In the early years of network television, the participating World Series teams each nominated one of their announcers to broadcast the games on NBC. The two men would usually split the play-by-play. This practice gave national viewers the opportunity each year to sample legendary local voices like Russ Hodges, Mel Allen, Red Barber, Bob Prince, Jack Brickhouse, and Harry Caray.
With this setup in place, Vin Scully correctly assumed that he would announce the World Series on network television in each year that the Dodgers qualified. Indeed, beginning in 1953 and continuing through 55, ’56, ’59, ’63 and ’65, Scully did every Series game on NBC.
But in 1966, NBC vastly expanded its baseball coverage, saturating the nation with a weekly broadcast each Saturday of the regular season.
Needing a fulltime announcer and wanting a signature voice of its own, NBC put Curt Gowdy on its weekly telecasts. It also awarded him a lofty play-by-play microphone for the World Series. As a result, the roles of Scully and other team broadcasters on network television’s coverage were gradually reduced and eventually eliminated.
As such, fifty years ago, in October, 1966, when the Orioles and Dodgers met in the Series, Gowdy split the TV assignment with Scully in Los Angeles and with the Orioles’ Chuck Thompson in Baltimore. Scully and Thompson were shuffled over to NBC Radio for the games they didn’t do on television. It was the first time Scully was taken off TV in a World Series and he was upset about it.
In 1999, Gowdy, retired by then, sat on the veranda of his elegantly appointed Palm Beach home and recalled Scully’s disappointment 33 years earlier.
Curt was popular among his broadcasting peers. Marty Glickman, an iconic football and basketball announcer, told me that Curt wasn’t like other guarded announcers who covered up their game notes; protecting them like classified information. Marty said, “Curt would happily share game intelligence of any sort with whoever inquired, including on-air competitors.”
” Vin and I made plans in the spring of ’66 to have dinner when we later had the Dodgers on our broadcast schedule,” Gowdy remembered pensively. “As our date approached, I called Vin to finalize details and he abruptly told me that dinner was off. He had apparently found out that if the Dodgers win, his television role would be reduced. He was obviously not happy about the decision.
“I was surprised by Vin’s reaction but understood it. Heck, the World Series was then sports’ brightest stage and Scully’s role was being halved on television.”
Yet, good natured and tolerant, Gowdy, a network icon, shrugged off the incident, “Vin and I later cleared the air,” he added nonchalantly.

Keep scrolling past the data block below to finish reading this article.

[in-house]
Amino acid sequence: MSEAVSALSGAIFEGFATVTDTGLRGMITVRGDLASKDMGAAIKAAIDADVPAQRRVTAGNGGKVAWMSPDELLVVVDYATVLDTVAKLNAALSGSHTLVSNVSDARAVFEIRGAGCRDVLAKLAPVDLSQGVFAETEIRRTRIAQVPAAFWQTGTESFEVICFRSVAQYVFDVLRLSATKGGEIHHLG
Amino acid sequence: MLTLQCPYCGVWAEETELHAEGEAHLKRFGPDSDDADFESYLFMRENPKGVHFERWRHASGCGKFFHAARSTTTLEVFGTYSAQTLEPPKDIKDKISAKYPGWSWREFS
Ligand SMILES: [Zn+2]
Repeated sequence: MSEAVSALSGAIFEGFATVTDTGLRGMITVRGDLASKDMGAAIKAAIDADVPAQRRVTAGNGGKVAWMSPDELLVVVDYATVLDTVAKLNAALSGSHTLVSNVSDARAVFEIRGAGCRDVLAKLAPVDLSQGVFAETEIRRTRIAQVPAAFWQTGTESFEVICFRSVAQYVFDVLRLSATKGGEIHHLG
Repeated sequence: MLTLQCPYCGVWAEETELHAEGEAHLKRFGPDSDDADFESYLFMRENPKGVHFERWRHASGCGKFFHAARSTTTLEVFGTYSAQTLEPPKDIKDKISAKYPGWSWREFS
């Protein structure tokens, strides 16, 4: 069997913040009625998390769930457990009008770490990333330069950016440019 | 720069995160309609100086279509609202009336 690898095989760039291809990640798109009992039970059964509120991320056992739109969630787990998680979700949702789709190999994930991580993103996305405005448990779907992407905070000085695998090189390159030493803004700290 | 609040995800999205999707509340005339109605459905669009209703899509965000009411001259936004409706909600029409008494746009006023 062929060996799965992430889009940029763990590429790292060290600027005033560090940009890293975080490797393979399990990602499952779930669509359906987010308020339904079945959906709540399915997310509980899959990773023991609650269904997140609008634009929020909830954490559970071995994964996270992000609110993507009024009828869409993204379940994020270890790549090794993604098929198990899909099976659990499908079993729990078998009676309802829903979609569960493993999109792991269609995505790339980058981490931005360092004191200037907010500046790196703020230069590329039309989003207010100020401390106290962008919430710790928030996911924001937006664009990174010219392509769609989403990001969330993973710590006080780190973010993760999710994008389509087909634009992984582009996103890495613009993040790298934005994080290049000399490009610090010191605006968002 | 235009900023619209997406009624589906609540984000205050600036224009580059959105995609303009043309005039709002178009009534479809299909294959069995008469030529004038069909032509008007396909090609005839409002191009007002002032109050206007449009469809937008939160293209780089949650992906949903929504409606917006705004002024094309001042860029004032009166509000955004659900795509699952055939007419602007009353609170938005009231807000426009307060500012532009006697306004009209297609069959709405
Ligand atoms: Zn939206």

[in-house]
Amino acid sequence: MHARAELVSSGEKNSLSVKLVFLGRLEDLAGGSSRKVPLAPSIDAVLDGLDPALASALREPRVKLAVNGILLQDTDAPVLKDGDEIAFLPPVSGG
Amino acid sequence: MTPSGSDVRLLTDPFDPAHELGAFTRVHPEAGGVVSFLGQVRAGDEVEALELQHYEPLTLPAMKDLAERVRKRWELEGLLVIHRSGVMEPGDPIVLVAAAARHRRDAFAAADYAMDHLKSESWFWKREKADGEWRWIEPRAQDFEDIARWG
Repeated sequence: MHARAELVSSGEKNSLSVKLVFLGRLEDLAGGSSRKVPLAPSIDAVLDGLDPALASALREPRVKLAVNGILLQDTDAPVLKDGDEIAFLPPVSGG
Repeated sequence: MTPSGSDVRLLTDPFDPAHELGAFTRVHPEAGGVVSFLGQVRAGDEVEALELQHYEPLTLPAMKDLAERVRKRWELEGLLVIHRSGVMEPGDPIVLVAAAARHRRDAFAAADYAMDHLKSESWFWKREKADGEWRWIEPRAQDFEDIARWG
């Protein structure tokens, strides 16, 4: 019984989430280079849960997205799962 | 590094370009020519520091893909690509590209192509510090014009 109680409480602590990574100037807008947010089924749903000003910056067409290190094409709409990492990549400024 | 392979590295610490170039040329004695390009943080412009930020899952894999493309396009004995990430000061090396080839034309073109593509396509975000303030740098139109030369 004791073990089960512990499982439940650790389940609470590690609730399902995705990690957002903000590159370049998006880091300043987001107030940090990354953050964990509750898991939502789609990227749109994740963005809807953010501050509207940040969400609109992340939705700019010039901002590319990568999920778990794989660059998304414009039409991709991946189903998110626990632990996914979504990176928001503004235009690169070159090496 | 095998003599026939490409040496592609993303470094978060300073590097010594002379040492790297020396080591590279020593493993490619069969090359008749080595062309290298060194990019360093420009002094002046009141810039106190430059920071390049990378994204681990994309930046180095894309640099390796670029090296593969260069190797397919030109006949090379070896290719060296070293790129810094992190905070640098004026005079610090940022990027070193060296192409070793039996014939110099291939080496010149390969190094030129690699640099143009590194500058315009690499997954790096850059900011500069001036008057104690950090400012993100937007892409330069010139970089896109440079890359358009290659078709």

Monte Moore, the longtime voice of the A’s, remembered the 1974 pre-production meeting when he and Scully shared a similar assignment of radio and television for the Oakland-Dodgers World Series. According to Moore, “Word was out that Scully only wanted to do television.”
Moore said that NBC Sports executive Chet Simmons tackled egos immediately, opening the meeting firmly, announcing the play-by-play crews for both radio and TV. Simmons then paused, looked sternly around the room and suggested unequivocally that if any announcer was displeased, there were other broadcasters eager to get the work.
By 1977, when television rights to the World Series were shared alternately, year-to-year by NBC and ABC, local announcers were silenced further. Broadcaster Keith Jackson, known for football, called the games for ABC. Scully, by then unmistakably baseball’s finest announcer, was asked by ABC (some say perfunctorily so) to do only pregame work for the Yankees-Dodgers showdown. Already announcing football for CBS that fall, Scully conveniently and cordially said no.
When NBC took its turn in the rotating setup in 1978, Joe Garagiola served as the exclusive play-by-play announcer for the entire series. The page had completely turned. Local announcers’ roles on network television, a staple of the golden age, were history.
Ironically, Scully himself was hired in 1983 as NBC’s primary baseball announcer. Famously, in 1988, in a World Series game involving the Dodgers, he put his indelible signature on Kirk Gibson’s implausible homerun that carried Los Angeles to a win over the A’s. (“In a year that’s been so improbable, the impossible has happened!“)
As for his early experience, Scully told me this past summer that he can’t bear watching his own World Series work of the 1950s. Back then, he says, writers, including those with mighty pens, were critical of announcers who talked too much on television. As such, Vin, a youngster then, spoke only in measured intervals, using great restraint to caption pictures economically.
But once he established himself in Los Angeles the muzzle was off. It was clear thereafter that no other broadcaster better accentuated a game’s dramatic moment. Scully did so frequently and elegantly with a single extemporaneous oral stroke.
Many seniors younger than the blessed Scully struggle with their word retrieval and word retention, often palpable speech symptoms of the aging. Strikingly, Scully never groped for the right word on air, not even in his final season which ended just a month or so before his 89th birthday.
The master never succumbed to the tyranny of the clock. His broadcasts remained sharp and his voice mellifluous. Vin Scully could likely have continued for a number of years more. Too bad!
David J. Halberstam – firstname.lastname@example.org – is the author of Sports on New York Radio: A Play-by-Play History and The Fundamentals of Sports Media and Sponsorship Sales: Developing New Accounts